(See also Overview of Tooth Disorders.)
A periapical abscess is a collection of pus at the root of a tooth, usually caused by an infection that has spread from a tooth to the surrounding tissues.
The body attacks an infection with large numbers of white blood cells. Pus is the accumulation of these white blood cells, dead tissue, and bacteria. Usually, pus from a tooth infection spreads from the root tip through the bone into the gums so the gums swell near the root of the tooth. The swelling from the pus is often the cause of intense constant pain that worsens when chewing. Depending on the location of the tooth, the infection may spread further into soft tissues (cellulitis), causing swelling in the jaw, into the floor of the mouth, or in the area of the cheeks. Eventually, the tissue may break open, allowing the pus to drain.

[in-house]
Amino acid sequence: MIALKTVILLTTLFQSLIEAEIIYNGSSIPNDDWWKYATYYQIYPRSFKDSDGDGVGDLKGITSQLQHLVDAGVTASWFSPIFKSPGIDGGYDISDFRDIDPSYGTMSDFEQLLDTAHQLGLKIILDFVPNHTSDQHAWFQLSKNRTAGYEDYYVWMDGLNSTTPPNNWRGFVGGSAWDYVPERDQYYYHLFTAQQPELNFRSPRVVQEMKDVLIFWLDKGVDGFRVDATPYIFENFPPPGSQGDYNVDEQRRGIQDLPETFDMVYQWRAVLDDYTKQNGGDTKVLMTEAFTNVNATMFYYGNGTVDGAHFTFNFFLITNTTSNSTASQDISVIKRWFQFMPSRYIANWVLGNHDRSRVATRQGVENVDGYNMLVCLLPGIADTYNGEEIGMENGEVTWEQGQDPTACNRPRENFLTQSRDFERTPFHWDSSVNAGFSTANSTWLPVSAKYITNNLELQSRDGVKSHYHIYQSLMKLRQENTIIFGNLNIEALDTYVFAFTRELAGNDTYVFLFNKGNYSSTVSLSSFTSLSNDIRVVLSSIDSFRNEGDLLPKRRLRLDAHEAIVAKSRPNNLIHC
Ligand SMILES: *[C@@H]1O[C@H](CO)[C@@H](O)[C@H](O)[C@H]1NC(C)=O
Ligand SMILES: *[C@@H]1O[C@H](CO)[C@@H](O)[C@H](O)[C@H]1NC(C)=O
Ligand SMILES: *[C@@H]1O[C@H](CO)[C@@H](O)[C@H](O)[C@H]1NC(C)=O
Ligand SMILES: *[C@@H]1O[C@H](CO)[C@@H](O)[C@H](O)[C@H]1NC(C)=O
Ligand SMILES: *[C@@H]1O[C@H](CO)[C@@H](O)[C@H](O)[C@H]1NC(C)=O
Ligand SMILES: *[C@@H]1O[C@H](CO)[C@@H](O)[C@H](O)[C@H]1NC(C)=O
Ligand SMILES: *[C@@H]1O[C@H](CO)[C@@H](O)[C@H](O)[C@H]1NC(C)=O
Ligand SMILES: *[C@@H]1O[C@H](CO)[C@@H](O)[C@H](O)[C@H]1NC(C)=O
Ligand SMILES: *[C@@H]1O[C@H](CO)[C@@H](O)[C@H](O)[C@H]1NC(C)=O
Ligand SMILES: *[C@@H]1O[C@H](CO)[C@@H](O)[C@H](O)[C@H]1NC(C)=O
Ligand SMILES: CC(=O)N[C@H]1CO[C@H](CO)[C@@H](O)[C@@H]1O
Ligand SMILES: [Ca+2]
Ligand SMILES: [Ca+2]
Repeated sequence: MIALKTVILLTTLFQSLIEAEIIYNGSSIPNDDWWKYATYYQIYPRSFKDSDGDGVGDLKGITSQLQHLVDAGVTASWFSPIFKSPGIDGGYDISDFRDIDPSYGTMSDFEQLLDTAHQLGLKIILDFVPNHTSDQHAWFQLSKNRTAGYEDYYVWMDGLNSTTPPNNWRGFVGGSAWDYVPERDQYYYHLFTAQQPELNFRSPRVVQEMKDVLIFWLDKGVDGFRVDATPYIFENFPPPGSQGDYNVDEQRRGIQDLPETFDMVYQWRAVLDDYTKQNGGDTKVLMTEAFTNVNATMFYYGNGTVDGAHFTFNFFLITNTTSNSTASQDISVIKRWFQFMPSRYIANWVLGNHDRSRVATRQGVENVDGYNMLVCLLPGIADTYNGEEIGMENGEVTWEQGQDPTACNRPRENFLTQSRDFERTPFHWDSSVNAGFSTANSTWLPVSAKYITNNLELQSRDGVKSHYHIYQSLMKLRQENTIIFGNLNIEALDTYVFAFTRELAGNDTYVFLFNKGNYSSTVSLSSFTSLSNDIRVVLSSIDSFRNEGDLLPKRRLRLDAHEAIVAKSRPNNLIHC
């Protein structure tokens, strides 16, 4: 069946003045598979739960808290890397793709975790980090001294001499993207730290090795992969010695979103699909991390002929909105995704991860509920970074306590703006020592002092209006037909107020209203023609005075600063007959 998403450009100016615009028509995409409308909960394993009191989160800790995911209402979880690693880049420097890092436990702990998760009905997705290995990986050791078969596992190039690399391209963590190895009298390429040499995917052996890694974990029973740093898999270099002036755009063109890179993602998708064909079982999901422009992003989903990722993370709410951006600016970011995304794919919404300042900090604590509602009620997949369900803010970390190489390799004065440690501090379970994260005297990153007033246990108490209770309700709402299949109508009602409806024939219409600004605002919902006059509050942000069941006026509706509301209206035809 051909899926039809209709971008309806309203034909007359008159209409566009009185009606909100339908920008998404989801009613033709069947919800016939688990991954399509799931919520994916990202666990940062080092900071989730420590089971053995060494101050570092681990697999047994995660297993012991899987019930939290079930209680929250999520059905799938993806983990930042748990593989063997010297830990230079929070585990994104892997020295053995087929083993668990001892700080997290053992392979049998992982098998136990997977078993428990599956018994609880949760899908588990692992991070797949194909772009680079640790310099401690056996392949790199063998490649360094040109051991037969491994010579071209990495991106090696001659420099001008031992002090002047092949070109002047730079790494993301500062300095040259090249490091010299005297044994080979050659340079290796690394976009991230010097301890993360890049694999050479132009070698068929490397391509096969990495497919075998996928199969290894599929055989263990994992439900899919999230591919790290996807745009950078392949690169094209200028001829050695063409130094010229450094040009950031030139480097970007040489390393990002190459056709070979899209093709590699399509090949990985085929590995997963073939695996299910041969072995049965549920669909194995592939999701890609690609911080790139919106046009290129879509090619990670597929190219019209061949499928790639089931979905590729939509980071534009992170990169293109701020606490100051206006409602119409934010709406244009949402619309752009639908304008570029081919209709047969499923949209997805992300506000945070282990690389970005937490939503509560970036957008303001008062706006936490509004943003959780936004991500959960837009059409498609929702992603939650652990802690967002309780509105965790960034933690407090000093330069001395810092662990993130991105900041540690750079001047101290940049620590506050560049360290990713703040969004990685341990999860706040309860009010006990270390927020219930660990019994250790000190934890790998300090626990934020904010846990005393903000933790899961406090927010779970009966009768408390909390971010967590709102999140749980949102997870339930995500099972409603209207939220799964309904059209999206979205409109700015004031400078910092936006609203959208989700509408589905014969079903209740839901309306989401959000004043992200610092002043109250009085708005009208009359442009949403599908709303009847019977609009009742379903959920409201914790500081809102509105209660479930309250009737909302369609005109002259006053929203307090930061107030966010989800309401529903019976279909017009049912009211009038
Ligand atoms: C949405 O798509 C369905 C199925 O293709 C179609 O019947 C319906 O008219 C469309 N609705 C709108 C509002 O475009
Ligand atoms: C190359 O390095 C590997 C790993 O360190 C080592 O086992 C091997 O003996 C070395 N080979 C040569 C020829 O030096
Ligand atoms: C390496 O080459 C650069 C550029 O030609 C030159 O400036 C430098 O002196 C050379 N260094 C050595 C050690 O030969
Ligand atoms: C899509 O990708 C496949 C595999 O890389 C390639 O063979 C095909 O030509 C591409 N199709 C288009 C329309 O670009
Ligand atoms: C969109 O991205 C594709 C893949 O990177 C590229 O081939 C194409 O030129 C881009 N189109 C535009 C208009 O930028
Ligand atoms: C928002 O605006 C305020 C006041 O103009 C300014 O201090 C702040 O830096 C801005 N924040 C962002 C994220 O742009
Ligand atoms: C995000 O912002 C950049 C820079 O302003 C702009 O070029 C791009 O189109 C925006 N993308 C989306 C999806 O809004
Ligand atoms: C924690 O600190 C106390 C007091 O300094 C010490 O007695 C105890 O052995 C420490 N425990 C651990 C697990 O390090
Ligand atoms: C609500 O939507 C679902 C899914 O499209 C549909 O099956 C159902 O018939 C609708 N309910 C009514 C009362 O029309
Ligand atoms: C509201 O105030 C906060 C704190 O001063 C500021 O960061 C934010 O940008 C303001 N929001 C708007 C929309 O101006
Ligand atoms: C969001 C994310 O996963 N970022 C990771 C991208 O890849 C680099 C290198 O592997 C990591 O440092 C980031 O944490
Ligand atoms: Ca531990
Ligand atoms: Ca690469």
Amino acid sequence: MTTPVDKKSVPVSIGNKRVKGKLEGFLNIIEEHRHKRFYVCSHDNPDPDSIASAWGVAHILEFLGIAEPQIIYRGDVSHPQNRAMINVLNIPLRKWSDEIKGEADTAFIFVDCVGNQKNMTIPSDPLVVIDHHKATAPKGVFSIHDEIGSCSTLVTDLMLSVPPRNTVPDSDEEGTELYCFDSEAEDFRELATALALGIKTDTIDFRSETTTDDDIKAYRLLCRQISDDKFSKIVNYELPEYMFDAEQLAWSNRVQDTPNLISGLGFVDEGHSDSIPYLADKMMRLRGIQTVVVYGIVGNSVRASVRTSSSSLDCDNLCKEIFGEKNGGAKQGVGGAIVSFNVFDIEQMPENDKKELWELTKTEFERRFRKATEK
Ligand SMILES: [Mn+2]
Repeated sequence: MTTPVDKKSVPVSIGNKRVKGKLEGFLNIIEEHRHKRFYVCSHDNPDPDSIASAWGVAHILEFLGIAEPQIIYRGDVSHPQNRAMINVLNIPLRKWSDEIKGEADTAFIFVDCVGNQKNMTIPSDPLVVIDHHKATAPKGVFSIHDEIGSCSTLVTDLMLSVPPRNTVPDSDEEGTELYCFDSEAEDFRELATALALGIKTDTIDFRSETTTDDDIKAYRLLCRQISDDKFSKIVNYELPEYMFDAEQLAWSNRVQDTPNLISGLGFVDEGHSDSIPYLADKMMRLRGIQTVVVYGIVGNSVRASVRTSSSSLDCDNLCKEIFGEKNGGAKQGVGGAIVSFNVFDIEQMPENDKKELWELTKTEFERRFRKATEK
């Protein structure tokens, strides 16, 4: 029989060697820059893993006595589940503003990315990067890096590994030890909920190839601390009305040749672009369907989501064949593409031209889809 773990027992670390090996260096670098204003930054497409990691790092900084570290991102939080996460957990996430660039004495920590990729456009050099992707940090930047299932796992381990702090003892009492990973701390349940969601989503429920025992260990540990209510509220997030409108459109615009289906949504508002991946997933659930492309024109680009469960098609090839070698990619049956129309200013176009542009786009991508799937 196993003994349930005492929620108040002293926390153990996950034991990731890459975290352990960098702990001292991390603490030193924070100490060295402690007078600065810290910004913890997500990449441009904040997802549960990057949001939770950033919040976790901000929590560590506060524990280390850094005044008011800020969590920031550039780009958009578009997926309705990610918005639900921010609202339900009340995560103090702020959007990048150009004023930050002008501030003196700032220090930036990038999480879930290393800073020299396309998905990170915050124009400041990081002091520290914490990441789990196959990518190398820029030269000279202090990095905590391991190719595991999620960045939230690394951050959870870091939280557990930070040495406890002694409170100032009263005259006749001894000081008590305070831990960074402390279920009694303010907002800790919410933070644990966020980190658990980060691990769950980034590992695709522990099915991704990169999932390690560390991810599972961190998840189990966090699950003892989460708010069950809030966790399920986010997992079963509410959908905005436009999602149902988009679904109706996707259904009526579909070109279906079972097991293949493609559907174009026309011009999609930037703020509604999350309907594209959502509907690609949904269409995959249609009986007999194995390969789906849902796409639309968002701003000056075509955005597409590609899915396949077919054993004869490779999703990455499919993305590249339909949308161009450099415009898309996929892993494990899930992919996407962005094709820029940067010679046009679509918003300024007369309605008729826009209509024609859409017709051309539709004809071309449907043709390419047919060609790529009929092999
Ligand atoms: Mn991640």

Dentists treat an abscess by draining the pus, which requires oral surgery or root canal treatment. Antibiotics help eliminate the infection, but removing the diseased pulp and draining the pus are more important.